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Fever in the Morning (Afternoon & Night)

Fever in the Morning (Afternoon & Night)

I slide the plastic thermometer out of my mouth and peer at the little digital screen: “99.5” flashes back at me. Again. And once again I reach for the bottle of Extra-Strength Tylenol and choke down a couple of capsules, hoping they’ll help ease this “icky fever feeling” festering in my head.

Having a low-grade fever isn’t that big of a deal, right? But when you have one every day, and your normal body temperature is around 97.6, it can make you feel pretty crappy. What’s going on? Why do I have a fever nearly all the time? Surely a constant fever, even if low, can’t be good for a person (nor can taking Tylenol every day).

Can RA be causing this uncomfortable symptom?

At a recent appointment with my rheumatologist, I asked him about my fevers and he didn’t have any answers, really. He didn’t think my RA was causing them and then advised me to bring it up with my primary care doctor. Well…hmmph. With no real answers, I left the clinic disappointed and still confused.

Why confused? Before my appointment, I had done a little researching online to see if there was any sort of RA-fever relationship. I found some results confirming the connection from a few different health sites, such as Everyday Health, Healthline, Mayo Clinic, American College of Rheumatology.

According to Everyday Health, “Rheumatoid arthritis symptoms can include fever along with aches and stiffness. You might find it connected to a flare or a far more regular occurrence.”

Everyday Health’s website also states, “Low-grade fever is one of many common rheumatoid arthritis symptoms you may experience. Some people have fevers frequently, while others may feel slightly feverish yet do not attribute it to their rheumatoid arthritis. Similarly, not everyone responds to fever medication in the same way.”

Personally, I’ve been having these low-grade fevers daily, and I can’t even remember when I first started noticing this trend–a year ago? Two years? More? No idea. I feel like it’s been going on for quite a while, though. Several questions go through my head: Have I been having fevers the entire 18 years I’ve had RA? Does the Extra-Strength Tylenol even work when I take it?

Is there a way to make this stop?

According to the Everyday Health article, some RA patients’ fevers are not helped by over-the-counter fever-reducing drugs; patients just have to put up with them. It makes me wonder if this is why I feel generally crappy/blah/fatigued/sickish most of the time. And why does my rheumatologist say my fevers aren’t from RA after I’m finding this information online? Being his patient for nearly 10 years, I usually always trust what he tells me. Confused, I do more digging.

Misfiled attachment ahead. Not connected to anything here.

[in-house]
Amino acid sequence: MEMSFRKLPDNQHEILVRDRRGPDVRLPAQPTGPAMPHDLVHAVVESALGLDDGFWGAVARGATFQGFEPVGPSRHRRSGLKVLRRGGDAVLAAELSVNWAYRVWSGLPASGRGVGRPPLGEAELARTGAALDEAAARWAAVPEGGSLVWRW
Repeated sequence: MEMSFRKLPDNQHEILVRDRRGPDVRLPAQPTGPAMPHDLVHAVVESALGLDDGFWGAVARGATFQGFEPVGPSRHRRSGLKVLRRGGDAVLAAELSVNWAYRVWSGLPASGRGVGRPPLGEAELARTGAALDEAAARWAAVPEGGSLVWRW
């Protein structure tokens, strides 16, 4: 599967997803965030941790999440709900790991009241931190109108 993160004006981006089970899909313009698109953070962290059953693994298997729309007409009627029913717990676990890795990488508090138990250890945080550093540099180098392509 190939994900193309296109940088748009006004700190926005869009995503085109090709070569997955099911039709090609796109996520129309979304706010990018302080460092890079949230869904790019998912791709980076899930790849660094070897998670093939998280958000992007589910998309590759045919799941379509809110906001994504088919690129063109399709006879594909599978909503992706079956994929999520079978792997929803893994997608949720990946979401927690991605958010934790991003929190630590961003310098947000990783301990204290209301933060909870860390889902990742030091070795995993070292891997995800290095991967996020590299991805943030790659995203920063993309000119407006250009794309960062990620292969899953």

Healthline’s website also states that one of the symptoms of RA includes low-grade fever. The article goes on to identify inflammation as one of its causes as well as an increase in metabolic rate in patients with RA. Hmm. If my metabolic rate is increased then why can’t I lose weight? More questions! Well, weight loss is a different frustrating issue (Fat and Feverish–my new memoir title?).

I do realize human bodies are extremely complicated and that having a body with an autoimmune disease isn’t easy to figure out. I wouldn’t mind a few solid answers on this “fever thing,” though. I’m getting really tired of feeling like someone whacked me with a baseball bat every day. Continually shelling out hard-earned money for acetaminophen is also annoying when I should be buying organic spinach or something.

The good news…

The good news about all of this is that low-grade fevers don’t seem to be alarming, dangerous, or all that uncommon, according to Healthline:

“Normal body temperature ranges from 97 degrees Fahrenheit to over 99 degrees. Fevers under 101 degrees are not considered serious in adults and are also not uncommon in RA patients. If your fever rises above 101, contact a doctor so that the underlying cause can be determined. If you have RA, make sure the doctor you see knows this. Be prepared to tell [him or her] what medicines you’re using for RA treatment.”

Okay, so I’m probably not dying. That’s good. There are also probably more complicated, detailed reasons for the RA-fever connection. Hopefully the few sources I mentioned above at least help give me (and you) a bit of a start to finding some answers and relief.